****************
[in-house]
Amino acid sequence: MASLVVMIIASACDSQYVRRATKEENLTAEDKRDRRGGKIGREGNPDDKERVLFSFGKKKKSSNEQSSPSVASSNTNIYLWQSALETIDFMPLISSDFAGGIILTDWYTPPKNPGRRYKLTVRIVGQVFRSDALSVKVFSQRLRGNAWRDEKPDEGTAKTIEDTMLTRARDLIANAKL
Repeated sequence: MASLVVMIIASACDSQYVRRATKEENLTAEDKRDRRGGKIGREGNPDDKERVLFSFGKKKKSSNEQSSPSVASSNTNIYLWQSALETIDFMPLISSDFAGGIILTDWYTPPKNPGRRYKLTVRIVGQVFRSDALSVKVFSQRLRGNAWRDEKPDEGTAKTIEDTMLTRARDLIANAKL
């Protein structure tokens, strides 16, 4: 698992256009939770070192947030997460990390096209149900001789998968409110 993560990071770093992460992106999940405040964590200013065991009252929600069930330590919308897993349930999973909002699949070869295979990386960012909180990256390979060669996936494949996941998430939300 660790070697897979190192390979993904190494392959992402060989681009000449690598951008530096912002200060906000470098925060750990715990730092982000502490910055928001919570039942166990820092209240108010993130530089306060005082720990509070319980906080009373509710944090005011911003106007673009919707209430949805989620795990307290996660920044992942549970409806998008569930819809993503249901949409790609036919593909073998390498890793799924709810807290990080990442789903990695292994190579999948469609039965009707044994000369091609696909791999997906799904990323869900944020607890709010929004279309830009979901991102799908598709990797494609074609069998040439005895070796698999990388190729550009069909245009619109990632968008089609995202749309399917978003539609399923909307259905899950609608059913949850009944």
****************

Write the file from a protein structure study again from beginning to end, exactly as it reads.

[in-house]
Amino acid sequence: MASLVVMIIASACDSQYVRRATKEENLTAEDKRDRRGGKIGREGNPDDKERVLFSFGKKKKSSNEQSSPSVASSNTNIYLWQSALETIDFMPLISSDFAGGIILTDWYTPPKNPGRRYKLTVRIVGQVFRSDALSVKVFSQRLRGNAWRDEKPDEGTAKTIEDTMLTRARDLIANAKL
Repeated sequence: MASLVVMIIASACDSQYVRRATKEENLTAEDKRDRRGGKIGREGNPDDKERVLFSFGKKKKSSNEQSSPSVASSNTNIYLWQSALETIDFMPLISSDFAGGIILTDWYTPPKNPGRRYKLTVRIVGQVFRSDALSVKVFSQRLRGNAWRDEKPDEGTAKTIEDTMLTRARDLIANAKL
């Protein structure tokens, strides 16, 4: 698992256009939770070192947030997460990390096209149900001789998968409110 993560990071770093992460992106999940405040964590200013065991009252929600069930330590919308897993349930999973909002699949070869295979990386960012909180990256390979060669996936494949996941998430939300 660790070697897979190192390979993904190494392959992402060989681009000449690598951008530096912002200060906000470098925060750990715990730092982000502490910055928001919570039942166990820092209240108010993130530089306060005082720990509070319980906080009373509710944090005011911003106007673009919707209430949805989620795990307290996660920044992942549970409806998008569930819809993503249901949409790609036919593909073998390498890793799924709810807290990080990442789903990695292994190579999948469609039965009707044994000369091609696909791999997906799904990323869900944020607890709010929004279309830009979901991102799908598709990797494609074609069998040439005895070796698999990388190729550009069909245009619109990632968008089609995202749309399917978003539609399923909307259905899950609608059913949850009944």